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China is Africa's leading trading partner. It is also Africa's largest creditor. Experts say the relationship needs to be revamped for the benefit of the people. The ball lies in the African court, they add.
China's donation of one billion doses of its Covid-19 vaccines to Africa was among the first things Chinese President Xi Jinping promised at the 8th Forum on China-Africa Cooperation (Focac) in Dakar, Senegal, which started on Sunday and closes today. According to Xi, 400 million doses are to be produced in the continent.
While the announcement could be seen as part of China's efforts to burnish its image, author and researcher Helmut Asche said nothing could be gained from denigrating China's efforts. "Western donors are clearly falling short of what we should have done," Asche said, alluding to the unequal distribution of vaccines between rich and developing countries. "There are clear interests behind the Chinese side, but it also serves African purpose," Asche told DW.
China itself is increasingly angry at western criticism. Beijing's Foreign Ministry said the government was "amazed" at recent comments by French Foreign Minister Jean-Yves Le Drian about an alleged African disappointment with the Chinese.
A spokesman for the ministry in Beijing cited a survey published in November 2021 by the pan-African institute Afrobarometer, which states 63% of Africans believe China has had a positive influence in their country.
"I see the influence of the Chinese," admitted Bamidele Adekunle, adjunct professor at the Canadian University of Guelph, to DW. "When I was in Dar es Salaam, I saw lots of things done by the Chinese. And it has really transformed Dar es Salaam," said Adekunle.
Investments and credit lines extended to Africa in the last two decades have seen Beijing being accused of practicing debt-trap diplomacy on the continent. The theory goes that Beijing is seeking to saddle nations with debt to increase its leverage over them.
But analyst Asche scoffed at the notion. "I sincerely doubt that it is a conscious policy. China has no interest to see African countries caught in a trap," even if the Chinese strategy of swapping infrastructure projects for mineral resources, known as the 'Angola-mode', has resulted in financial troubles for many African countries.
The problem lies in the lack of transparency. "Half of the Chinese debt contracted by African countries is so-called hidden debt. Hidden debt means that we do not know the exact terms of repayment, the state of repayment, and so on," Asche pointed out.
In a recent study, the Johns Hopkins University's China Africa Research Initiative (CARI) found, for example, that Zambia's debt to the Chinese public and private lenders is $6.6 billion (€5.9 billion), almost double the amount disclosed by the previous government. The lack of transparency has exposed China to criticism and suspicion.
Chinese interests in Africa are focused on the acquisition of commodities. According to Chinese data, the country has turned into the continent's largest trading partner, with direct trade amounting to more than $200 billion in 2019.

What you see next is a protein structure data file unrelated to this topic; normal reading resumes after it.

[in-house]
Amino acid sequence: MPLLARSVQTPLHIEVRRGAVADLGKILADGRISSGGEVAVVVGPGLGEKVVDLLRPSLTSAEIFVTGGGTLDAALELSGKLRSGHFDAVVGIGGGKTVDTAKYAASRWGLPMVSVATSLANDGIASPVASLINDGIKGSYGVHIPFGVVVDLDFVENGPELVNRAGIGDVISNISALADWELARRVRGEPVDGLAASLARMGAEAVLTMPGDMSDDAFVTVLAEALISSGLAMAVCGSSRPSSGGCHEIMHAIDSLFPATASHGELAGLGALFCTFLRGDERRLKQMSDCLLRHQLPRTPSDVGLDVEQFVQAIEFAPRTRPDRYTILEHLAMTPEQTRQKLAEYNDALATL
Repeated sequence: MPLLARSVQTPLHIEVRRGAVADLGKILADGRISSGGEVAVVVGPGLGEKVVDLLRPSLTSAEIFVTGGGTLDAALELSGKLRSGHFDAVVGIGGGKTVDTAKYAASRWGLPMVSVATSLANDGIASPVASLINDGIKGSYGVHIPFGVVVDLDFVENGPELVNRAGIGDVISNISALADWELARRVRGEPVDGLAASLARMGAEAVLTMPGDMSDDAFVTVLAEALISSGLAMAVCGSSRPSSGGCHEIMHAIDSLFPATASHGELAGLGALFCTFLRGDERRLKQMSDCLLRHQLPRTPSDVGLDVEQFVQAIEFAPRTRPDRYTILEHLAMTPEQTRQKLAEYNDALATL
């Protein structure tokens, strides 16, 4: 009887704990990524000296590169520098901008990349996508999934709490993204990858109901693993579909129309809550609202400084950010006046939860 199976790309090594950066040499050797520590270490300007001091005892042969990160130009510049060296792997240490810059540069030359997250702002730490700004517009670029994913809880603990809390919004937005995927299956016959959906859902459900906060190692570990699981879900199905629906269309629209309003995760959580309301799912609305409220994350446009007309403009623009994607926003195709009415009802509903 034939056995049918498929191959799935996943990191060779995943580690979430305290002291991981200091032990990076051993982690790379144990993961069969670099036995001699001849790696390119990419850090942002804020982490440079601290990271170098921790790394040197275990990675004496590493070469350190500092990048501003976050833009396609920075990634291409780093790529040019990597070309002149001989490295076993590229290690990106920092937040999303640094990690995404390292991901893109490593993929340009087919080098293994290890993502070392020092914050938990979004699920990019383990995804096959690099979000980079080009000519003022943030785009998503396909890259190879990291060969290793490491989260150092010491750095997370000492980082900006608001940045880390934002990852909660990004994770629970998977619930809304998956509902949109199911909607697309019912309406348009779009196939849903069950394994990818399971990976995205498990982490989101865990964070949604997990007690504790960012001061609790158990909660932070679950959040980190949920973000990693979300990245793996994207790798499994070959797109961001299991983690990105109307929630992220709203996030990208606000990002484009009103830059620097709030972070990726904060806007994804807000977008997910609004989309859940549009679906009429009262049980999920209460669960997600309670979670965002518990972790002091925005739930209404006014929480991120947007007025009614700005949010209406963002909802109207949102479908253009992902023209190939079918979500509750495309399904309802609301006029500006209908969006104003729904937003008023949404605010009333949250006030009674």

The trade imbalance is enormous. African products represent around 4% of China's overall imports. However, Nigerian economist and consultant Tope Fasua does not place the blame on Beijing alone. "There isn't much for the Chinese to import from Africa beyond raw material and minerals," he told DW.
The situation will not change as long as African leaders do not demand the transferal of technologies and know-how. It would pay to learn from China itself. "For example, the first fast rail train in China was done by European companies. But the Chinese negotiated for technology transfer," said researcher Adekunle. The second set was a collaboration between Chinese and European companies. But from then on, China was able to build with no help.
That presupposes the will of African leaders to act and negotiate for the benefit of the people, said economist Fasua. He sees a new opportunity for the continent in the increased competition between the East and the West in Africa.
Expert Adekunle, who teaches at the Ted Rogers School of Management, Ryerson University, is cautious. First, corruption will need to be weeded out at all levels, transparency implemented, and processes harmonized and automated to eliminate middlemen. "That would reduce the danger of leaders taking bribes," he said.
According to a report released this week by the investigative team of the Washington-based The Sentry, to approve one deal aimed at improving living conditions for the poor, the inner circle of former Congolese President Joseph Kabila received $65 million in bribes from the Chinese.
Africans could still "really benefit" from Sino-African relations, "but it is in no way automatic," warned researcher Asche. To increase leverage in negotiations with China, Africans have to reinforce regional integration, he explained.
While he acknowledged that some efforts had been made in this respect, including starting work on a continental free trade area, "they are all free trade areas in the making and customs unions in the making. As long as that remains like that, reaping the benefits from a revamped cooperation with China will remain limited," Asche said.
Edited by: Chrispin Mwakideu